It should be borne in mind that any manipulation of partially constrained endografts and fenestration cannulating hardware in the aortic arch (before full aortic endograft wall apposition) increases the risk of embolic stroke. Some authors prefer to use unconstrained arch endografts that appose the aortic wall completely immediately after deployment and trap arch debris underneath [8]. All this is true when the maneuvers are done without keeping the graft close to the inner arch curvature by ETAG. With ETAG the endograft is not in contact with the outer curvature of the aortic arch and the risk of stroke is lower. Moreover, all procedures in the arch are done with complete suppression of the coagulation system (ACT > 300 s). Precise deployment of the fenestration in the arch in a one-step procedure (unconstrained endograft) is not always possible due to tortuous arch anatomy especially with two or more angulations in the arch. Therefore, having an option to cannulate misplaced fenestration (with the help of DLT and ETAG), instead of ending up with the cut-off blood flow to the brain, is a great relief. Therefore, both techniques, DLT and ETAG, could be considered simultaneously. ETAG and DLT make space available on the outer arch curvature and increase the margin for possible misplacement errors. Finally, they reduce the need for rapid cardiac pacing and facilitate passage of the endograft delivery system through sharply angled aortic arches.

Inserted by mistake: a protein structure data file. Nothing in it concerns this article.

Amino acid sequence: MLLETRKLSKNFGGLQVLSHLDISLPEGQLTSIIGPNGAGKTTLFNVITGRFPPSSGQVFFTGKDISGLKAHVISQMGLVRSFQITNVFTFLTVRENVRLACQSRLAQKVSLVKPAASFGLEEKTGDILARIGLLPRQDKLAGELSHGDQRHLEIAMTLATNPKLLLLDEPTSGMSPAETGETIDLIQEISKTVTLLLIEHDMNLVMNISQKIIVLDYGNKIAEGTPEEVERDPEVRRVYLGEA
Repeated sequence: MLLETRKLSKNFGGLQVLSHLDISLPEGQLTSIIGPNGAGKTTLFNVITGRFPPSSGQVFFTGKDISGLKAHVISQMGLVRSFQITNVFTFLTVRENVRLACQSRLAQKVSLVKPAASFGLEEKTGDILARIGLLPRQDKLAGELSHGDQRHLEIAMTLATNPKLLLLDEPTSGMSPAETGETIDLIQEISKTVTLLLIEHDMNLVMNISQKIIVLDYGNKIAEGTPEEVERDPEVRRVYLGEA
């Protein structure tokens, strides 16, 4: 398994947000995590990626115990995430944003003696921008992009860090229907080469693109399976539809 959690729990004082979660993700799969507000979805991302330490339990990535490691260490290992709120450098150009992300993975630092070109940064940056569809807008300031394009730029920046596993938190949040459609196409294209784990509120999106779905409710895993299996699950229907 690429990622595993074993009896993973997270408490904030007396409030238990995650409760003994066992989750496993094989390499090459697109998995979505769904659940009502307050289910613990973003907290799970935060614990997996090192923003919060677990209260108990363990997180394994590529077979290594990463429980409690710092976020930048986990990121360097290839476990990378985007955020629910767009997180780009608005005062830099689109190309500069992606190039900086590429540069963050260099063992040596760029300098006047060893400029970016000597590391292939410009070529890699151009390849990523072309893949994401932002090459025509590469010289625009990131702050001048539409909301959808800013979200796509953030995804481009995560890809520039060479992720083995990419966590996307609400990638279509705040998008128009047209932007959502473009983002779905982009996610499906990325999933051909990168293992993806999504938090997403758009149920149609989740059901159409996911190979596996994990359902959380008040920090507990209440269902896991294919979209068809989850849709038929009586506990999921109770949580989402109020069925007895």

It could be suggested the ETAG negates many of the advantages that percutaneous arch repair could offer. However, it is still much less invasive compared to open arch repair (no sternotomy, extra-corporal circulation and hypothermia). In the future ETAG might be even less invasive when percutaneous transapical access becomes widely available [9, 10].


This is one of the first three such cases and only proves that it is possible to carry out such a procedure effectively. We do not know whether 100% repeatability of this technique is possible in all anatomical conditions. Therefore, we will collect data from subsequent treatments of this type. These are technically difficult procedures, especially in patients who have degenerating aortic arch dissection after an initially successful Bentall procedure.